Published October 28, 2022
Twenty states must start screening newborns for Pompe disease, a rare and often fatal genetic disorder that weakens the heart and muscles, says UB researcher Mary Riedy, a clinical pharmacist in rare genetic pediatric disorders.
Currently, only 30 states in the U.S. test for Pompe disease at birth, says Riedy, adding that New York began screening newborns for the disease in 2014. She notes that quickly diagnosing and treating the disorder could extend the life expectancy of patients beyond one year.
Riedy’s recommendations are shared in a report published on Sept. 27 in the Journal of Inherited Metabolic Disease, in which she and other researchers detail the case of a child who was correctly diagnosed with infantile-onset Pompe disease (IOPD) thanks to newborn screening after exhibiting atypical clinical signs and symptoms. The child promptly began treatment for Pompe disease a month after birth.
Pompe disease is caused by a genetic mutation that prevents the body from manufacturing acid alpha-glucosidase (GAA), an enzyme that breaks down complex sugars. These sugars build up in the organs and muscles, leading to challenges with moving, breathing and eating.
In the U.S., one in every 40,000 people are affected by Pompe disease. Symptoms of IOPD — a more severe form of the disorder — typically develop within a few months of birth, according to the National Institute of Neurological Disorders and Stroke.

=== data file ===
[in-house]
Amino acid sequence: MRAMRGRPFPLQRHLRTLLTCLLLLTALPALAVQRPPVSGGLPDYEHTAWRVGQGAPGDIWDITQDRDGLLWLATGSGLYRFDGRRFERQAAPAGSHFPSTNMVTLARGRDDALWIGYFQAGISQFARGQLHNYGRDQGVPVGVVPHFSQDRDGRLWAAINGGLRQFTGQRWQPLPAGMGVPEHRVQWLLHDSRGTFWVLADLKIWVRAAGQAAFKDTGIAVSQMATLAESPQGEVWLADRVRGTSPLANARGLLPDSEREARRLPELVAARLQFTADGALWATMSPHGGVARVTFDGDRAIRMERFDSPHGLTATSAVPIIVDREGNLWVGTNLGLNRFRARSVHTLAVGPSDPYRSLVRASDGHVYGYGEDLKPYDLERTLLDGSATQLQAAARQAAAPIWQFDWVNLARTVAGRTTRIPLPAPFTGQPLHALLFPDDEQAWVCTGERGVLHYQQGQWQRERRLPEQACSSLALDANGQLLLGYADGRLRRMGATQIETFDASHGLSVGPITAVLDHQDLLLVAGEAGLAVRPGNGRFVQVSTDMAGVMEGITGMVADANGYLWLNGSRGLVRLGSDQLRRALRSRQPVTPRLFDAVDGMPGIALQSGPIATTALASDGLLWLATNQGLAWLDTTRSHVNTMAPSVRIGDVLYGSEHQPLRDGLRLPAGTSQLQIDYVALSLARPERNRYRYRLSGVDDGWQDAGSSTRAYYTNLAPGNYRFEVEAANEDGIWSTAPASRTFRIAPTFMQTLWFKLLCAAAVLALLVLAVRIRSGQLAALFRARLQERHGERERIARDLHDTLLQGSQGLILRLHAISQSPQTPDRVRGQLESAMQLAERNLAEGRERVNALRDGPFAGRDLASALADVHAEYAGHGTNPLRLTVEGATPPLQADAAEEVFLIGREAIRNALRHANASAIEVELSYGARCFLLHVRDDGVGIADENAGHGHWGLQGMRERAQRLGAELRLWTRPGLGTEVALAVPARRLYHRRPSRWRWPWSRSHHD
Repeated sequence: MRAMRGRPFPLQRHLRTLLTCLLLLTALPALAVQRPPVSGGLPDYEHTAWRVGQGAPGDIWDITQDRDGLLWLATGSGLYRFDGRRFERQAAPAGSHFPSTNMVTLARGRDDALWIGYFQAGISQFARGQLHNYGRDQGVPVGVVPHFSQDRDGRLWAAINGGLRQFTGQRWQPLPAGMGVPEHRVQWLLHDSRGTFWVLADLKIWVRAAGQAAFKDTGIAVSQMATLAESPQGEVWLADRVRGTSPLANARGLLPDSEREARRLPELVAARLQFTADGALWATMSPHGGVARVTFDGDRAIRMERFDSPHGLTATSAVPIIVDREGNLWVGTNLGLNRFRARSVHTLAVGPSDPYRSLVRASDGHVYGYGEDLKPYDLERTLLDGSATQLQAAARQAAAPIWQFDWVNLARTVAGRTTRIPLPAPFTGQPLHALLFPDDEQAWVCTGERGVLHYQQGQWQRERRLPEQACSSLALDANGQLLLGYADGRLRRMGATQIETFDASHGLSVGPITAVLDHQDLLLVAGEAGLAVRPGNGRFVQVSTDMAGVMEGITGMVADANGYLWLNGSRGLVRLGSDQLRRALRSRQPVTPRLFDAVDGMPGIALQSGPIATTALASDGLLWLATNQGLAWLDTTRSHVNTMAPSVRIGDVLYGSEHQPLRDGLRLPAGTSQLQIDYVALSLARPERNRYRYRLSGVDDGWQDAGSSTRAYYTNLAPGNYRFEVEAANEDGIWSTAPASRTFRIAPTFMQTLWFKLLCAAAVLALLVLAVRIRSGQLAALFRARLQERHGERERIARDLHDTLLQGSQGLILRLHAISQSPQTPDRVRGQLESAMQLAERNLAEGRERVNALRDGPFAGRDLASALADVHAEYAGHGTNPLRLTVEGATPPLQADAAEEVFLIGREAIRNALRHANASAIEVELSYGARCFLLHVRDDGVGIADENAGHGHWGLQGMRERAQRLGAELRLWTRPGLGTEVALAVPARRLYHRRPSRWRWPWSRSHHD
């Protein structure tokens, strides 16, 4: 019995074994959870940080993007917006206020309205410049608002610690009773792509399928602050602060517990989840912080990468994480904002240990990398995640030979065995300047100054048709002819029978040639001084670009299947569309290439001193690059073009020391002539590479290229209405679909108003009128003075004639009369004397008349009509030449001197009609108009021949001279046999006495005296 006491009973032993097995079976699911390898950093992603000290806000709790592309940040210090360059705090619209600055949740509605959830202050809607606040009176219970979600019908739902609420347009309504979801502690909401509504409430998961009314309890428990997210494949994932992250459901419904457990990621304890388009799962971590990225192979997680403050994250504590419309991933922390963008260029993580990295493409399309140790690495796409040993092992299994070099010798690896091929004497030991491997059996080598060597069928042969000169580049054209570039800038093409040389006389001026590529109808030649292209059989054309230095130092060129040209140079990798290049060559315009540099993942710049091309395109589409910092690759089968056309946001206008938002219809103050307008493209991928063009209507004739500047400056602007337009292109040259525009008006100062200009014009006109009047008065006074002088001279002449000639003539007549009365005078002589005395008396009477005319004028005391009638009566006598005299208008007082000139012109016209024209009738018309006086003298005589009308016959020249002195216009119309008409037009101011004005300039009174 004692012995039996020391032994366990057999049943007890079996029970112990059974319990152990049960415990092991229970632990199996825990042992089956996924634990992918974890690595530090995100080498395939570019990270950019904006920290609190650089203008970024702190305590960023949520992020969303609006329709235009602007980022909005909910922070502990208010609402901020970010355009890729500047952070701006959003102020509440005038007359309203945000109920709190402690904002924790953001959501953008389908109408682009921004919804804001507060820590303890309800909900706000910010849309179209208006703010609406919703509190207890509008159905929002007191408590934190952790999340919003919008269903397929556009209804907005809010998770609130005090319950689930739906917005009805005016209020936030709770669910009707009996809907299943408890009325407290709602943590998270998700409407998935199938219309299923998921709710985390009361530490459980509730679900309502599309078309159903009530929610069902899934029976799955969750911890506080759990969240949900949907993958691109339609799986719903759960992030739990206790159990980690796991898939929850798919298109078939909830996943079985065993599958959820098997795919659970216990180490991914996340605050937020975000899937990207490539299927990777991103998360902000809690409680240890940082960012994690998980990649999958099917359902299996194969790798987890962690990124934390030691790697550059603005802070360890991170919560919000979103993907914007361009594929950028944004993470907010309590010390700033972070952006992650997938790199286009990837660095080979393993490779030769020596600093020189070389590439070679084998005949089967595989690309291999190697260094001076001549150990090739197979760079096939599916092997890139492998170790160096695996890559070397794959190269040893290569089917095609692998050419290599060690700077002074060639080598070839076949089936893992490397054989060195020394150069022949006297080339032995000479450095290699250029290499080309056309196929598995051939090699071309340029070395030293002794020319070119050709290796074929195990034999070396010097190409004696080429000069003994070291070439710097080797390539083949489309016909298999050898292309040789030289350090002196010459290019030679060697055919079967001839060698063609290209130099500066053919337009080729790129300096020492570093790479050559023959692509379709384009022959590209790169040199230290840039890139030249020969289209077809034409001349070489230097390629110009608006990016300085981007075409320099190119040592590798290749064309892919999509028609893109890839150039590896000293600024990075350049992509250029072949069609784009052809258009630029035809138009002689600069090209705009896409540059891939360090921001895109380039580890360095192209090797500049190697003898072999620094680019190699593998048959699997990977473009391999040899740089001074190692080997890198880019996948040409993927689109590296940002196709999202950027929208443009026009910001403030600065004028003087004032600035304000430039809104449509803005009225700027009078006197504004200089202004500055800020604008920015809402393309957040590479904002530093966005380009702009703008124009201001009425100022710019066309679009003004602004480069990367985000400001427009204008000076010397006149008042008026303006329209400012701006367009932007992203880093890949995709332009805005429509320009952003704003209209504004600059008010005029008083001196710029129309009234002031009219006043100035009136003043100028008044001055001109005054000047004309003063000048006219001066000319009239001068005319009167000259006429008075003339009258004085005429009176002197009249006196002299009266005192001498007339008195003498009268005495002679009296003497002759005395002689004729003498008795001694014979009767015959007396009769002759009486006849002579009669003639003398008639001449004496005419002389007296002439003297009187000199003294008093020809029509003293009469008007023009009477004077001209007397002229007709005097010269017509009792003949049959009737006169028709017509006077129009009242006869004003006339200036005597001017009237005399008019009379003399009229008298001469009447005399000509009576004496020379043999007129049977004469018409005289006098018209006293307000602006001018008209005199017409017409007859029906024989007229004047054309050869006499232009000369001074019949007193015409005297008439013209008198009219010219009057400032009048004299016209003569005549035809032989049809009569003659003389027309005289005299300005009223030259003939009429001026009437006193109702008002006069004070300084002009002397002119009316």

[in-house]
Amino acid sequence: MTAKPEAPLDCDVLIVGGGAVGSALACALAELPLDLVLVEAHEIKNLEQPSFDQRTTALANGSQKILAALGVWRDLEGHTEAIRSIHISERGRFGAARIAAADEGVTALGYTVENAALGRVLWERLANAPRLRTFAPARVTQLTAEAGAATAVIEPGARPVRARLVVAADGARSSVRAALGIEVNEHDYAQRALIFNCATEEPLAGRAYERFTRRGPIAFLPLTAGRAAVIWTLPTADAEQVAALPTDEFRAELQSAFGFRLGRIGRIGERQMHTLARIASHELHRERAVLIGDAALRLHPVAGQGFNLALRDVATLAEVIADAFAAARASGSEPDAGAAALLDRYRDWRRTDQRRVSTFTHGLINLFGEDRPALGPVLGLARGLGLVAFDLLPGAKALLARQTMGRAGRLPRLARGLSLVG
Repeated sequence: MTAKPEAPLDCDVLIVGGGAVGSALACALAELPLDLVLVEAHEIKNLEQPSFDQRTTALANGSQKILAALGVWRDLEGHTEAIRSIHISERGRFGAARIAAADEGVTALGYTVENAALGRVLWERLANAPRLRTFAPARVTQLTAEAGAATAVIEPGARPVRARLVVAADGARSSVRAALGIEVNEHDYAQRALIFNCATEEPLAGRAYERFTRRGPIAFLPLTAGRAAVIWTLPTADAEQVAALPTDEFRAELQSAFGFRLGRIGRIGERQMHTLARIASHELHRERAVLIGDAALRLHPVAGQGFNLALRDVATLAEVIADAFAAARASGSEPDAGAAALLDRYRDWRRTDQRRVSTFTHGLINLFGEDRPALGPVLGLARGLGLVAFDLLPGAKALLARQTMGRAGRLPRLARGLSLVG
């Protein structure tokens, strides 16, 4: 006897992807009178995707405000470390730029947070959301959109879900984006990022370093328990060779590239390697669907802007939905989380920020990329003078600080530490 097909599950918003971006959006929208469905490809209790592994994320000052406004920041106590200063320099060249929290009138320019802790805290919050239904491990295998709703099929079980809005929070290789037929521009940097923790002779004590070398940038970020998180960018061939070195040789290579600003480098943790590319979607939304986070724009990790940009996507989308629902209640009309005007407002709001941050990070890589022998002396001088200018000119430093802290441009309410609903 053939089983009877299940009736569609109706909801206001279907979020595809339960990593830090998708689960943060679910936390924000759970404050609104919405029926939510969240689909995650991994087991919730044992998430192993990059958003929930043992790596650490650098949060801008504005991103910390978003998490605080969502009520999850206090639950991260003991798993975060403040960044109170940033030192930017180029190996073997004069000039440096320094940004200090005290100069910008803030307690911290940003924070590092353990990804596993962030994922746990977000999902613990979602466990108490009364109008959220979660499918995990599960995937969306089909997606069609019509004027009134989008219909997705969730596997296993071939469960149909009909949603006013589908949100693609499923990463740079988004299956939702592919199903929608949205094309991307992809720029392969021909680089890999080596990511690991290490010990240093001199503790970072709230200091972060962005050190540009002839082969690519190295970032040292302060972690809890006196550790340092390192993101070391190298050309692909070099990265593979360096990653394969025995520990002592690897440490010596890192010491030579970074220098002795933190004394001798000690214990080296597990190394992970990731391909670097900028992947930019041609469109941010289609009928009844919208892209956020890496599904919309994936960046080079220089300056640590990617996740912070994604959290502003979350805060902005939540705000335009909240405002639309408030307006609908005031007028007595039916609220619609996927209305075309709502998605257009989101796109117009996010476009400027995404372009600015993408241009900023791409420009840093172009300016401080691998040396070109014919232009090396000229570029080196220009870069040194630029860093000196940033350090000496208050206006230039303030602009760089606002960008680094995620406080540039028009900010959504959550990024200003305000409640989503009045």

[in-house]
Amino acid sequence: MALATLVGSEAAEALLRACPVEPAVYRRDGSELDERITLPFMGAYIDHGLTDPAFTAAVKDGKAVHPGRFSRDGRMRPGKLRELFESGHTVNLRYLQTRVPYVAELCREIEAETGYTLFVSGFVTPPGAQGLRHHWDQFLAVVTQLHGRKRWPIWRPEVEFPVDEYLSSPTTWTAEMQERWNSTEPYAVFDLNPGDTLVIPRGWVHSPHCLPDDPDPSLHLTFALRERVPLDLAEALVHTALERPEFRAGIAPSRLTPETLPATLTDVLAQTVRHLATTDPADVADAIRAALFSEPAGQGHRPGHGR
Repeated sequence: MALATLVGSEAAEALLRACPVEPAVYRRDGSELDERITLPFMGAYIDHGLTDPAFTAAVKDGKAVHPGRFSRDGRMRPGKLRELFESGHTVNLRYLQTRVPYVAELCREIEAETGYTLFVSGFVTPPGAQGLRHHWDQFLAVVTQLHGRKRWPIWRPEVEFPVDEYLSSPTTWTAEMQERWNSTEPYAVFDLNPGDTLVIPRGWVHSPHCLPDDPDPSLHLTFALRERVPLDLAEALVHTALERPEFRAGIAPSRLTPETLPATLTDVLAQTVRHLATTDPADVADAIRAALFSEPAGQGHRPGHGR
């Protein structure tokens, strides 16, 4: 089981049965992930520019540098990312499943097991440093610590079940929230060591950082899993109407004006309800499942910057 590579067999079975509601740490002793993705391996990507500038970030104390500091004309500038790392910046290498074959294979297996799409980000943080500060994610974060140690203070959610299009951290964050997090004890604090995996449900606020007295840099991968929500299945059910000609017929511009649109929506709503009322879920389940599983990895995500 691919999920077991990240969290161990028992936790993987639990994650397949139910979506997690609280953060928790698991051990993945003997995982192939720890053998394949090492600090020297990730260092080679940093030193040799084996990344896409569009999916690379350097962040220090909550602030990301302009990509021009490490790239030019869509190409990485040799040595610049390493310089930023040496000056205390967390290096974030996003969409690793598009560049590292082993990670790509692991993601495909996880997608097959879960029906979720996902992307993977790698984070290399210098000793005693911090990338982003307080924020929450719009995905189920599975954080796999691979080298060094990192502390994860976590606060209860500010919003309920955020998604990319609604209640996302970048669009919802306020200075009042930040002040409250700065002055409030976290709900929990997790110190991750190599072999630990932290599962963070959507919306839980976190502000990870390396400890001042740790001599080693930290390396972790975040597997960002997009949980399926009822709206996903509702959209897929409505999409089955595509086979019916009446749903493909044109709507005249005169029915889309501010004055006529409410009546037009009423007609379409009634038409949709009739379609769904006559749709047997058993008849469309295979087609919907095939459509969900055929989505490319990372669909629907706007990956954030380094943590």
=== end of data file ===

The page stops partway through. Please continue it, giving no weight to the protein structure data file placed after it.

“Newborn screening allows for prompt diagnosis in patients who otherwise may have been misdiagnosed or those who present with atypical signs and symptoms of IOPD. We know that time to treatment matters,” says Riedy, Margaret Hempling McGlynn Endowed Chair in Clinical Pharmacy, School of Pharmacy and Pharmaceutical Sciences. “Our case highlights the importance of screening, as early detection can assist providers in diagnosis and prompt initiation of enzyme replacement therapy to improve patient outcomes.”
As UB’s first Margaret Hempling McGlynn Endowed Chair in Clinical Pharmacy, Riedy collaborates with the UBMD Pediatrics Division of Genetics to elevate the delivery of multidisciplinary care for children and adults with rare genetic disorders in Western New York. At UB, she is also implementing an innovative teaching and research program that engages health sciences students and explores new approaches to better support patients diagnosed with rare genetic disorders and their families.
Pompe disease (it has nothing to do with Italy!) is taught in the medical school, so I am interested in the article.
However, any article on screening that doesn't mention the originator of newborn screening — Dr. Robert Guthrie — is not doing justice to a great UB faculty member.
Alexander C. Brownie